Can Crowdfunding Become Addictive?

posted in: Blog, Writings | 0

With the announcement of the Royal Academy of Art launching their first crowdfunding campaign to bring Ai Weiwei’s Tree to London I find myself asking a question: can crowdfunding become addictive?

Back in 2014 I made a new year’s resolution that I would donate monthly to the arts. Most of the companies I greatly admire, including most of our largest institutes, are charities. If you’ve been following anyone who works within the arts you’d know that there is increased squeezing from government, local authority and over sought funding from trusts and foundations. Quite simply money for the arts is declining whilst competition is increasing. Crowdfunding became an accessible and easy (in my opinion too easy) way for charities and arts organisations to raise funds with a public facing message and rewards.

My donations on Kickstarter, Indiegogo and other crowdfunding websites allowed me to give a little something to those I admire at a click of a button. A small pledge from me of £10 goes to those that need it and I get to feel good that more art is being made. Simple. There lies in the problem; crowdfunding is incredibly simple and can easily be addictive.

Most crowdfunding websites work on a system of pledges. You pledge to donate a certain amount of money towards a project and if enough overall pledges reach a target ahead of a deadline the project is funded and your pledge will be taken from your bank account. Making pledges on projects is as simple as online shopping and using a fast pay system; before you know it you’ve bought that ‘recommended item’ that other users have bought and you’ve got yourself a light switch cover of your favourite musician (this actually happened to me…)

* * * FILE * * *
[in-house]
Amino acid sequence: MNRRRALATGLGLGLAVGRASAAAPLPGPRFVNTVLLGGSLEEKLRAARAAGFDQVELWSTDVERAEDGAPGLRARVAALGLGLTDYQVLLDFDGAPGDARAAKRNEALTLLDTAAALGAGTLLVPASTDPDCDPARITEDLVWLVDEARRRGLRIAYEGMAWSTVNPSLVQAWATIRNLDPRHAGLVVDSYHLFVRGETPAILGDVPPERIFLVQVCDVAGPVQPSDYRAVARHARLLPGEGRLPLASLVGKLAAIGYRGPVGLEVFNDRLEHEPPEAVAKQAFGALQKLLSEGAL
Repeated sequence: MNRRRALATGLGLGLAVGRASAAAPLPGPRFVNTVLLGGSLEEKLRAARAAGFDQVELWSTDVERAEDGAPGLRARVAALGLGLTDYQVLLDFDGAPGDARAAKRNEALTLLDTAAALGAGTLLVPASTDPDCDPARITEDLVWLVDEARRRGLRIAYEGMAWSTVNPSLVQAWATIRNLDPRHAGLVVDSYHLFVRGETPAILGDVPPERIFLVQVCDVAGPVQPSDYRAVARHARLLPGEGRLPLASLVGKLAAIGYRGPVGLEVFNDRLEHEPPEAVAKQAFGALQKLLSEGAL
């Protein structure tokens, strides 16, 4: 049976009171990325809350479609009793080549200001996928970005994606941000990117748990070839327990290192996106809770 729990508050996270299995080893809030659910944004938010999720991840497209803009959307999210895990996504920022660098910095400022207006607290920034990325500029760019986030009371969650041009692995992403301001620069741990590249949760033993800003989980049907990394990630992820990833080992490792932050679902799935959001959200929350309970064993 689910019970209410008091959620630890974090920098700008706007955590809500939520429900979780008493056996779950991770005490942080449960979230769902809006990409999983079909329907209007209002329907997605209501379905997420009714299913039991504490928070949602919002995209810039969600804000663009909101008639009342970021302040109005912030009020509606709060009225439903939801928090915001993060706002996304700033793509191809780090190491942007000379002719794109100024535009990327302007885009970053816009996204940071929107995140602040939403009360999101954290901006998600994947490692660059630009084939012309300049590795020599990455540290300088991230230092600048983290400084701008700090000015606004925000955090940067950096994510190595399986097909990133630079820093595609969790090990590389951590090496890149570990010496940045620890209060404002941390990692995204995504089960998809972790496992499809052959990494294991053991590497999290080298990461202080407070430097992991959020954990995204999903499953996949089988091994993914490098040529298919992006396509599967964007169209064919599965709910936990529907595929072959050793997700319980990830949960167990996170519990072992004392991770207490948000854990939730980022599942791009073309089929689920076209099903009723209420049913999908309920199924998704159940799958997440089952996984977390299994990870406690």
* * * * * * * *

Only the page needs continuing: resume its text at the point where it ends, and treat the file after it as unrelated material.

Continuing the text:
So when the Royal Academy of Arts announces that they’re hoping to raise £100,000 as a contribution towards their Weiwei exhibition with perks including limited edition prints of specifically commissioned photographs my contemporary art obsessed desire to have a piece of Weiwei goes into overdrive. Scrolling down the perks as they steadily raise in value I keep thinking, ‘what is £150 for a piece of Weiwei?’. Well actually Jake, £150 is your average monthly tube fares. ‘But its just a pledge, they won’t take my money now, will they?’. This could get dangerous.

The crowdfunding model for the arts is fantastic, but I’m becoming more weary of my over zealous pledging. Is crowdfunding becoming the new online gambling websites, just one more roll of the dice…? Of course not, but it does require a certain level of control from people like me who think that ultimately they’re doing a good thing. Let’s hope I remember those pledges are likely to end up as an expensive bill each month. Until then I might just stare at the Kickstarter for the Royal Academy of Arts just a little longer before heading off to work.

Sidenote: On Kickstarter this year I’ve so far pledged £65 across 6 six projects. Not as many as I thought but damn, it is too easy to click pledge.